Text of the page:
The Hidden Costs of Slower Personal Injury Settlements
When deciding whether to encourage a personal injury client to settle their case or proceed to trial, it can be difficult to weigh the pros and cons of both options. Your client, ultimately, should make the final call, but your opinions and advice will be vital to your client’s decision. Most legal clients will not hesitate to follow their lawyer’s advice if the outcome seems practical and offers a sense of closure.
There are three factors that need to be weighed the heaviest when deciding whether to settle or move to trial. Those include time factor, cost factor, and the likelihood of the case’s outcome. One thing your client may not realize is that all three factors can influence each other considerably. Longer cases and settlements, for example, may return a more favorable settlement award, but they also often include a great deal of hidden costs.
What costs are those, exactly? Here are some of the hidden associated costs of slower personal injury settlements:
Deposition Costs – Many personal injury clients are not aware of the costs that are included for recording plaintiff depositions. Make sure to explain these before deciding how to proceed.
Costs of Hiring Expert Testimony – If your client’s case goes to trial, you’ll likely need to hire professionals who are qualified to give expert testimony. Not just any testimony qualifies. Depending on what type of expertise the case requires, this could be a considerable cost.
Investigation Costs – By proceeding to trial, you’ll need to fully investigate the claim, of course, and that requires hiring professional investigators and locating irrefutable evidence. Often this includes hiring a private investigator, accident recreation experts, or a financial/contractual investigator.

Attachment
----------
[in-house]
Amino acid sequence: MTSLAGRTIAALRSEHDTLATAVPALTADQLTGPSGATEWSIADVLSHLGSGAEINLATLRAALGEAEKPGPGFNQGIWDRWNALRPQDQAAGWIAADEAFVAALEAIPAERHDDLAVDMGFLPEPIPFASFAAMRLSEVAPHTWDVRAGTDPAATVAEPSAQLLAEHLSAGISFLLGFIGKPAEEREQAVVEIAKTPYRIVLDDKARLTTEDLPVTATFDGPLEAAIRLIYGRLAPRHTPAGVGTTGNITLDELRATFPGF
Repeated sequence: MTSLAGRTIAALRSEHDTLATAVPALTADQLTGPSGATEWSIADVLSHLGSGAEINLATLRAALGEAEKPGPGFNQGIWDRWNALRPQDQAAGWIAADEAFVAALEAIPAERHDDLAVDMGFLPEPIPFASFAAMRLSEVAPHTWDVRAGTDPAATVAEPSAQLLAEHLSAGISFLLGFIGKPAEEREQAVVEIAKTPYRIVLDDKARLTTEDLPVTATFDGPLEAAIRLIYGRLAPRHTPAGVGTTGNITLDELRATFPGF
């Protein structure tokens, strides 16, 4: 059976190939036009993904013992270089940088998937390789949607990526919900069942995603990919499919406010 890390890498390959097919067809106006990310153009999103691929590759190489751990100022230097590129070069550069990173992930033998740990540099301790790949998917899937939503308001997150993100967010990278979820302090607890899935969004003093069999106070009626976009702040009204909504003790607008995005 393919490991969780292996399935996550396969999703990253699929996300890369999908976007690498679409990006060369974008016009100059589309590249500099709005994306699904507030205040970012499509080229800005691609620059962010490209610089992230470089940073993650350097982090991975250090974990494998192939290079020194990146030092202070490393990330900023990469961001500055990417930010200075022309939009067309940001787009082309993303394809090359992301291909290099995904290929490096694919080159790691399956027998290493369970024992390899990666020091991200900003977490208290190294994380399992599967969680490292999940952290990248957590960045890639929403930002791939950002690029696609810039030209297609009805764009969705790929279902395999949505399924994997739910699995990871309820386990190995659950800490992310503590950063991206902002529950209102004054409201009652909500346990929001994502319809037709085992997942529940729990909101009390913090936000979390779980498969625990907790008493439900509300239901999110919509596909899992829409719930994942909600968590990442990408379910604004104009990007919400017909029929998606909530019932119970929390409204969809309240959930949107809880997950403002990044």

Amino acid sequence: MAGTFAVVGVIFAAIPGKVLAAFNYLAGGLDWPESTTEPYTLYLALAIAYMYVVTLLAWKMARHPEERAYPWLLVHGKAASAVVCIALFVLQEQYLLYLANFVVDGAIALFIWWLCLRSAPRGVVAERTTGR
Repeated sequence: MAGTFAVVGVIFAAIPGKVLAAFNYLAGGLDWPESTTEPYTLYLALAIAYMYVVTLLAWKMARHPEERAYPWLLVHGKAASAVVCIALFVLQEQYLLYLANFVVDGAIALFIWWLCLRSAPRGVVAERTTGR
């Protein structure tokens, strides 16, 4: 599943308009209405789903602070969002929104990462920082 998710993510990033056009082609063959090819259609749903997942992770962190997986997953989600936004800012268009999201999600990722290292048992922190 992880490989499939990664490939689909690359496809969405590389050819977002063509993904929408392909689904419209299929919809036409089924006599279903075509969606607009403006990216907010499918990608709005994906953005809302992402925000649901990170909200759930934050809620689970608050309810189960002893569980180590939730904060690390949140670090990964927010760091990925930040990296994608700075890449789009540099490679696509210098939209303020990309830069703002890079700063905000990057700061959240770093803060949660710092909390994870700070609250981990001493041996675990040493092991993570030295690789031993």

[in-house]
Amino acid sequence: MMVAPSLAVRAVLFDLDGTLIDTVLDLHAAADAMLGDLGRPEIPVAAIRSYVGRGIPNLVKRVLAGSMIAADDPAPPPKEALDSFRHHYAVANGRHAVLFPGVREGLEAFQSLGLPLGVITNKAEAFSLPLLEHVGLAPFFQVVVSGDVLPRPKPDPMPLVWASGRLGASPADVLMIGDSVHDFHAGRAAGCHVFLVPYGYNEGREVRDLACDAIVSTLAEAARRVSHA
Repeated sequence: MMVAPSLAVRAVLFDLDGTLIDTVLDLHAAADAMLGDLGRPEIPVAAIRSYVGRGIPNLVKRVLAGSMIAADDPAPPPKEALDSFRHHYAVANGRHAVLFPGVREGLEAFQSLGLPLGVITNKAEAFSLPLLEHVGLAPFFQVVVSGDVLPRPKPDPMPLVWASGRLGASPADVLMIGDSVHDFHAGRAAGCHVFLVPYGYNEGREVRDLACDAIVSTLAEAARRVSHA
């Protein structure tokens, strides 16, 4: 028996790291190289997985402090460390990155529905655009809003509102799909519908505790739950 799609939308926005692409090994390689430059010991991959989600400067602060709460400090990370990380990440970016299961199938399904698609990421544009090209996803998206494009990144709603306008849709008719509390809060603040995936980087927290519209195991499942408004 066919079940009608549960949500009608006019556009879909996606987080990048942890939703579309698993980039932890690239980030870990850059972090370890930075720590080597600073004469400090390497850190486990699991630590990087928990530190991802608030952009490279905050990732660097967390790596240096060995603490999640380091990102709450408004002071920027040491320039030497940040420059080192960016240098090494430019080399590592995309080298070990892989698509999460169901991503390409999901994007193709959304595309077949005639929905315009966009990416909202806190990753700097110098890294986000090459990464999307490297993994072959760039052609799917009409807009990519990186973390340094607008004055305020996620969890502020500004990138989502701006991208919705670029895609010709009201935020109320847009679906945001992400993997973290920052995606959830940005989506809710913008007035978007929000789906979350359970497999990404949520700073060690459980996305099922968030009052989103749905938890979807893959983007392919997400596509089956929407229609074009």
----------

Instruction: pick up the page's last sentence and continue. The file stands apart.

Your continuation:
Proving your client’s claim may also require the assistance of multiple medical experts as well as technology experts who can provide discovery services if deemed necessary. Depending on the level of investigation required, the costs for this step can be substantial.
Costs of Right Protection – If your client’s claim doesn’t settle during the early negotiations, you may have to proceed with the lawsuit to buy your client extra time. There are extra costs associated with this step since it becomes necessary to file the claim with the court as well as protect your client’s rights. You may also have to pay for separate court proceedings before the actual trial.
In addition to extra costs, taking a claim to trial requires a great deal of extra time. This fact alone may make a longer settlement undesirable to a client who needs help paying for immediate medical bills, for instance. When deciding how to proceed with a client’s case, be honest and upfront about their options and the associated cost factors. One of the worst things you can do is to withhold information and persuade your client to take a direction they will later regret.